Funeral Home Comparison Checklist

Make copies of this checklist to compare the prices of services offered at funeral homes in your area.

Name of Funeral Home____________________________________________

Name of Crematory_______________________________________________

Name of Cemetery________________________________________________

Notes on Business Reputation_____________________________________


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Military Funeral Honors and Customs

August 18th, 2011

United States Veterans are given honorable, military funerals to commemorate the time they spent while serving our country. Family and friends are comforted in the traditions and respectful services created in honor of their loved one. Serving our country in the military is incredibly honorable. So, with respect to the fallen soldiers who have made this sacrifice, we salute them with tradition, respect and honor in the way of Military Honors.

Military funerals can take place at private cemeteries and national cemeteries dedicated to fallen soldiers across the country. There are 128 national cemeteries and 33 soldier’s lots through out our nation alone. Religious traditions are often tied into the service to honor both the deceased’s religion and military duty.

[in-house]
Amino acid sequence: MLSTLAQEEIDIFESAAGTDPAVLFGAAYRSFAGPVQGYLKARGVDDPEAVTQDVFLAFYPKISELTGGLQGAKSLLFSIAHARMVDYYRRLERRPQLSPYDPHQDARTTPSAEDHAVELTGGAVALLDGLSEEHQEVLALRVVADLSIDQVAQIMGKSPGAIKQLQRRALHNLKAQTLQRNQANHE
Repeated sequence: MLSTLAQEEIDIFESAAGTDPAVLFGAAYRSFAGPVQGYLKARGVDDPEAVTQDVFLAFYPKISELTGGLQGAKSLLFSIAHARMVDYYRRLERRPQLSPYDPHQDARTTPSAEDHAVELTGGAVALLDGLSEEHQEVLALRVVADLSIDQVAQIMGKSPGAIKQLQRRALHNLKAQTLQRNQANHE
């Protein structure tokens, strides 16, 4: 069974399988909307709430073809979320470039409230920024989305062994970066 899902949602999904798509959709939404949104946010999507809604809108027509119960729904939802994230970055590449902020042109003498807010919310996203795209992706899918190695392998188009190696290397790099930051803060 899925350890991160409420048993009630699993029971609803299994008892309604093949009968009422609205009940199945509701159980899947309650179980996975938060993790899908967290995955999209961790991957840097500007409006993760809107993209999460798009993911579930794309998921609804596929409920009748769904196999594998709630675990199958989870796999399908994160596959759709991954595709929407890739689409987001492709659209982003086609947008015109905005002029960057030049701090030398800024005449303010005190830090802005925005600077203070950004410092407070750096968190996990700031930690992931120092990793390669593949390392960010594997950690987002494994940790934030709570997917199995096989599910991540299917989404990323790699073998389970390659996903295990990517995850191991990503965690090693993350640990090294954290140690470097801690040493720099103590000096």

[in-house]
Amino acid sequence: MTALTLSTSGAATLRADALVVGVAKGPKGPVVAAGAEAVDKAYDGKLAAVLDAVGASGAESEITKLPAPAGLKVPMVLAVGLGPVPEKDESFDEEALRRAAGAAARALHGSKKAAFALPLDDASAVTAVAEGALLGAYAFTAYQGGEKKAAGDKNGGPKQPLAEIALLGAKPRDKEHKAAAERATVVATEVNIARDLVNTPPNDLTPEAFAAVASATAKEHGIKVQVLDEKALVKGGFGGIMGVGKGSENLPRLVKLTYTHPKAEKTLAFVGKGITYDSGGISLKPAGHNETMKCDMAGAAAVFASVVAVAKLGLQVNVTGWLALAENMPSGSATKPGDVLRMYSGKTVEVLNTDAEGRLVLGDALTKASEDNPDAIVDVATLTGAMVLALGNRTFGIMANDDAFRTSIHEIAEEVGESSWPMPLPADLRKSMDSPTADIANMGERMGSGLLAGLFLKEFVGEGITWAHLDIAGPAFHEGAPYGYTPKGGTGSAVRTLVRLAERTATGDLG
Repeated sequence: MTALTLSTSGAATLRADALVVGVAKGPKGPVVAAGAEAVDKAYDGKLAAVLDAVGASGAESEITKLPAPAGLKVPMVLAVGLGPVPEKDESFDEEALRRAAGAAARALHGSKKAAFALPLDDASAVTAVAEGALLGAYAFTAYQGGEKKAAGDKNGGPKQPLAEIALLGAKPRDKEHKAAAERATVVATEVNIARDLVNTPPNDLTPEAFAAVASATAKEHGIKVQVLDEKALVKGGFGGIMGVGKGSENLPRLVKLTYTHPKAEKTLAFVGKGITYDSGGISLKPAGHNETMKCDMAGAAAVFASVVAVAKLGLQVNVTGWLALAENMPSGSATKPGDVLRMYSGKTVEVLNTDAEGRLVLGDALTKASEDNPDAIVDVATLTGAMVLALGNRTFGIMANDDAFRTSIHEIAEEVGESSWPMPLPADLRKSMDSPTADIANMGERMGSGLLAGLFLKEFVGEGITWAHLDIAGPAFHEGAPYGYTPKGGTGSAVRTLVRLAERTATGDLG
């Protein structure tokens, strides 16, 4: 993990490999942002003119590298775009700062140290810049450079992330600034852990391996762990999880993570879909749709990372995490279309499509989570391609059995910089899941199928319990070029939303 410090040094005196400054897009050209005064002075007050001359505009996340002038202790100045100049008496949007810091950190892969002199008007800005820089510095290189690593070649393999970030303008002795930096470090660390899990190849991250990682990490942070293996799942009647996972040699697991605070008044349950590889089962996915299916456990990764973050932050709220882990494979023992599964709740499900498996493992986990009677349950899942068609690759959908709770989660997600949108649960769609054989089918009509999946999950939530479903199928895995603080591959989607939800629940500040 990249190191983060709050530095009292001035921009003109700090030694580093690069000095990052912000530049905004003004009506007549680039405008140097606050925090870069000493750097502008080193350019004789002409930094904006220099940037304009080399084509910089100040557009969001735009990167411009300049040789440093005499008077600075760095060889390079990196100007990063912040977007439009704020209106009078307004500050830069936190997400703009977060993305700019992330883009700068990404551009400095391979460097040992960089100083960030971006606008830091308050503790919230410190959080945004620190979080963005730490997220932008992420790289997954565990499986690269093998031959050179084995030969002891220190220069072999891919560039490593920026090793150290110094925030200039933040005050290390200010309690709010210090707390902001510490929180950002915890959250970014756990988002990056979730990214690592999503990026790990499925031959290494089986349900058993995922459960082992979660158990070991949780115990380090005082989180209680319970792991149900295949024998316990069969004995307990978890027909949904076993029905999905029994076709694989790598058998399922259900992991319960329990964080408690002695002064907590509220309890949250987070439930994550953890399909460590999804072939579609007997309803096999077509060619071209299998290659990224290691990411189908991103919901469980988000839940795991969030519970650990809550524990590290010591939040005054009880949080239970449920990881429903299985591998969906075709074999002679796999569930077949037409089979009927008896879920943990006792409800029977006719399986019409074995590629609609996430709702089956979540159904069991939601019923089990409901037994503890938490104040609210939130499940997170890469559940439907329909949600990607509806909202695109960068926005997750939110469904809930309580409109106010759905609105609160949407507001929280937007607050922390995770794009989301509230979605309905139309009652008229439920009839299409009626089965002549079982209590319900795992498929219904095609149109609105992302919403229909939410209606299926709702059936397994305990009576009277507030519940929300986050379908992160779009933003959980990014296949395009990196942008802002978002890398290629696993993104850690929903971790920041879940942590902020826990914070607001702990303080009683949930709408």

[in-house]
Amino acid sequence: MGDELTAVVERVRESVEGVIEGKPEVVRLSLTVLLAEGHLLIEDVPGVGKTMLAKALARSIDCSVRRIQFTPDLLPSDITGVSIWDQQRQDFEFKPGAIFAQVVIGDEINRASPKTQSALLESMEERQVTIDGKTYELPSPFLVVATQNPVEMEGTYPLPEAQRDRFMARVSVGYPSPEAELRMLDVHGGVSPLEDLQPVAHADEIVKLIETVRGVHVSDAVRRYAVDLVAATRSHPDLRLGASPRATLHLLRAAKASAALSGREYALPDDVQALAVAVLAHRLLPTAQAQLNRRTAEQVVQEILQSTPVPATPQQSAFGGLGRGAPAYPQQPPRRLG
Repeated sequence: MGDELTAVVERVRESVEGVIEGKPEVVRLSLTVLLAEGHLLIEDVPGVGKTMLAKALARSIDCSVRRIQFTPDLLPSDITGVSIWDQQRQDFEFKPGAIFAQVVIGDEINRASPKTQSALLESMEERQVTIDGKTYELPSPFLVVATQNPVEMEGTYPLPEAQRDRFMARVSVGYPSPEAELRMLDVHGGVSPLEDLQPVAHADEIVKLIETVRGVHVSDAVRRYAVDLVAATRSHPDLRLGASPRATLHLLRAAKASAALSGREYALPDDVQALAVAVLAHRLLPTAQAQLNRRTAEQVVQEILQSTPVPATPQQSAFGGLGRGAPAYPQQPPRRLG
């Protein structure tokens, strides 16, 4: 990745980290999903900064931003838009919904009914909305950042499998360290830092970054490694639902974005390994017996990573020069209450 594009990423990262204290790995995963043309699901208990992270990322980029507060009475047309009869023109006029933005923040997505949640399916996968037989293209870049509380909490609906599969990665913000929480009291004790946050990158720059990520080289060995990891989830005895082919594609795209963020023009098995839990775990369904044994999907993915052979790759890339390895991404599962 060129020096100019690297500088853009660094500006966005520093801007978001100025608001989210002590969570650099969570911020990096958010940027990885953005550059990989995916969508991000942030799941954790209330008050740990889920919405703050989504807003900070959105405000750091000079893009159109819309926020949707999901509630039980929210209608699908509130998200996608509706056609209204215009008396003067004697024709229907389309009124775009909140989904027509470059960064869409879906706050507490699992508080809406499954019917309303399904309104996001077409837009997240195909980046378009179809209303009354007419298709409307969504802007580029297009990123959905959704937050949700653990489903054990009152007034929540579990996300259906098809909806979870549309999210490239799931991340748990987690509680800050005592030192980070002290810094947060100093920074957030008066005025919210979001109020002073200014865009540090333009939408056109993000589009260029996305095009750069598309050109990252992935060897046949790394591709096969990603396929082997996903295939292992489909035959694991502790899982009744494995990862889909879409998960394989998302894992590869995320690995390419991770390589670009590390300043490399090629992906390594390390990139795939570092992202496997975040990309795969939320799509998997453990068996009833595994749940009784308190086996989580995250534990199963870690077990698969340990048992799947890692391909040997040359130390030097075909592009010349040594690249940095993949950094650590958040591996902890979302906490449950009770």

Draping the Casket with the National Flag

The tradition of draping the American Flag over the casket of a fallen soldier began during the Napoleonic War between 1796 and 1815. The deceased were carried off the battlefield covered in flags to honor their sacrifice. This practice continues to this day, but instead of several small flags, a large American Flag is draped over the top of the casket.

A United States flag is provided, at no cost, to drape the casket or accompany the urn of a deceased Veteran who served honorably in the U. S. Armed Forces.

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Placing Pebbles on Gravestones: A Jewish Tradition Explained

August 5th, 2011

Example of Jewish Headstones with PebblesIt is unlikely that you will see flower arrangements laid upon headstones in traditional Jewish cemeteries. Instead, you might notice heaps or mounds of pebbles atop of the grave sites. Large and small in no particular pattern or shape. This is an age-old Jewish tradition that takes roots from Biblical stories. It’s hard to tell exactly where the tradition originated, however, it is thought to go back to ancient times.

Evidence in Scripture

  • In the book of Exodus Moses spent 40 years traveling from Egypt to Israel. Instead of burying their dead, they would cover the body with a sheet and then cover with rocks and pebbles to hold the sheet down.